Ballinger, Texas (CNN)Beto O'Rourke, his wife Amy and two staffers -- one streaming it all live on Facebook -- all pile out of a maroon Dodge Caravan rental at the courthouse here on a recent Friday afternoon.

Beto O’Rourke, his wife Amy and two staffers -- one streaming it all live on Facebook -- all pile out of a maroon Dodge Caravan rental at the courthouse here on a recent Friday afternoon.

They were in Runnels County Tuesday, April 10, a county where Donald Trump won 86% of the vote in 2016, and met with Republican County Judge Barry Hilliard and to which issues are on his mind. The first thing out of Hilliard’s mouth: Second Amendment rights are under attack. “It’s a dire situation,” he said.

The two debated gun control measures briefly. “I’ll be the first to admit I have a lot to learn about it,” O’Rourke politely conceded, even as he explained that AR-15s leave exit wounds the size of an orange.

But the point wasn’t debating gun control -- it was that O’Rourke showed up in Runnels County at all.

“It felt like we got a real, substantive conversation,” O’Rourke said afterward.

Hilliard did too.

"He's a very nice young man," Hilliard said of their meeting. "He still follows the (Democratic) party line."

And people watched: 9,000 Facebookers tuned in for his meeting with Hilliard in Runnels County. That’s a small audience for an O’Rourke livestream, but it’s nearly double the number of people who voted in the 2016 presidential election in Runnels County.

“Beto’s like a Beatle. I mean, there’s like Beto-mania,” said Laura Moser, one of the two Democrats in a runoff to take on Rep. John Culberson for a Houston-area House seat.

David Rosen, the Midland County Democratic chairman, after about 250 people turned out to hear O’Rourke on a Saturday morning, said the crowd was dotted with people who typically vote for Republicans.

“It’s not only the moment, it’s him,” Rosen said of O’Rourke. “He’s energetic, he speaks well, he conveys his ideas well, and he acknowledges that he is not a far-left Democrat, a far-right Democrat -- he’s concerned about getting things done, and he reaches across the aisle. And people love that.”

As the van pulls away, he hops out for a picture by a statue in front of the courthouse.

That was 234 of the 254 counties in Texas down -- 20 to go.

Stops like Runnels County on a recent six-day, 1,600-mile road trip are at the heart of O’Rourke’s effort to unseat Sen. Ted Cruz and become the first Democrat to win statewide in Texas in 24 years -- in part by showing up and convincing voters in often-ignored regions that he cares about their interests.

O’Rourke will need these voters to have a shot at winning.

In his March primary, O’Rourke won just 62% of the Democratic vote. It’s a reality that O’Rourke chalks up to a travel schedule and online advertising push built with the general election in mind, but it shows he still has to sell himself to the Democratic base, too.

Republicans also bested Democrats in turnout in the primary, with 1.3 million voting for Cruz compared to 644,632 votes for O’Rourke. In order to defeat Cruz, O’Rourke will have to win over voters who haven’t voted for a Democrat statewide in over two decades.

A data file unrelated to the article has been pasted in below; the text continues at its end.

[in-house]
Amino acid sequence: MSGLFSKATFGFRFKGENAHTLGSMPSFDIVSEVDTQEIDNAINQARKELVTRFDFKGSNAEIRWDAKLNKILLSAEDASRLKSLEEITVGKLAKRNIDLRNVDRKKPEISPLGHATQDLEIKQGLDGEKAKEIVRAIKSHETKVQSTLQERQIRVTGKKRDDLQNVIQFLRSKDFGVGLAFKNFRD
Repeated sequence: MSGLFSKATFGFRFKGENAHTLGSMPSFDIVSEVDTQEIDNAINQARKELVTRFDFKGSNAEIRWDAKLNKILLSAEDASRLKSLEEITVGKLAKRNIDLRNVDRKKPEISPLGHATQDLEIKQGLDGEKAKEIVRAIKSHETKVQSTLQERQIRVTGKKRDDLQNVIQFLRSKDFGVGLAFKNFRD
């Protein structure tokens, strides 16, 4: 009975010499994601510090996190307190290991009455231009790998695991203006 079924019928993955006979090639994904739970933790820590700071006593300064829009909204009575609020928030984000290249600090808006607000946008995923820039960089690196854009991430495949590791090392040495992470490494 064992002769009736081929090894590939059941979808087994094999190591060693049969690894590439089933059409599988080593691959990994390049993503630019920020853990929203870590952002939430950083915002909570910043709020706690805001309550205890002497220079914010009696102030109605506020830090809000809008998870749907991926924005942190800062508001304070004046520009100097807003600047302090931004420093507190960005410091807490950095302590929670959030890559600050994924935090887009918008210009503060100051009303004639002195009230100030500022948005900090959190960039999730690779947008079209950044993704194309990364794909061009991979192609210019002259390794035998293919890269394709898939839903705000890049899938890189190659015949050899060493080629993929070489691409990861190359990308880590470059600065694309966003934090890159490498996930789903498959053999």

The stakes are high: An O’Rourke win could give Democrats a shot at winning control of the Senate in November’s midterm elections. And after a long string of disappointments -- including Wendy Davis’s 21-point loss in the governor’s race four years ago -- Democrats here say they’re ready to try something different.

And that something different might be shunning the support of national Democrats and progressive groups.

O’Rourke, the 45-year-old congressman who spent the early ’90s as the bass player in the punk rock band Foss, raised a stunning $6.7 million from 141,000 people in 2018′s first three months -- by far the best of all this year’s Senate candidates in both parties. That’s all despite a pledge not to take any money from political action committees. It’s a step beyond what other candidates have promised before: In addition to rejecting corporate cash, O’Rourke is turning down checks from PACs run by left-leaning groups whose positions he strongly supports.

Instead, he’s relying on a massive base of small-dollar donors cultivated by Revolution Messaging, the firm behind Bernie Sanders’ vaunted 2016 digital operation -- as well as personal appeal that comes in part from showing up in places where many Democrats say they haven’t seen a statewide candidate since Ann Richards.

He told a Bernie Sanders supporter in Midland on Saturday that he didn’t want Sanders, Hillary Clinton or any other outsiders in Texas campaigning for him.

He also pledged to leave the political stage quickly: He’d only serve two terms, he said in Midland.

And if O’Rourke is successful, national Democrats -- including 2020 presidential campaigns -- could learn lessons from his race.

The one O’Rourke said he hopes is adopted by other Democrats: Rejecting not just corporate money but all political action committee contributions. He said he sees it as responsible for his online fundraising bonanza.

“That’s a game-changer,” O’Rourke said. “It’s just wrong. Interests are paying for access. And it’s confusing to people -- is my member of Congress voting for this interest or corporation or are they for me?”

Celinda Hawkins, editor of the Runnels County Register contributed to this report.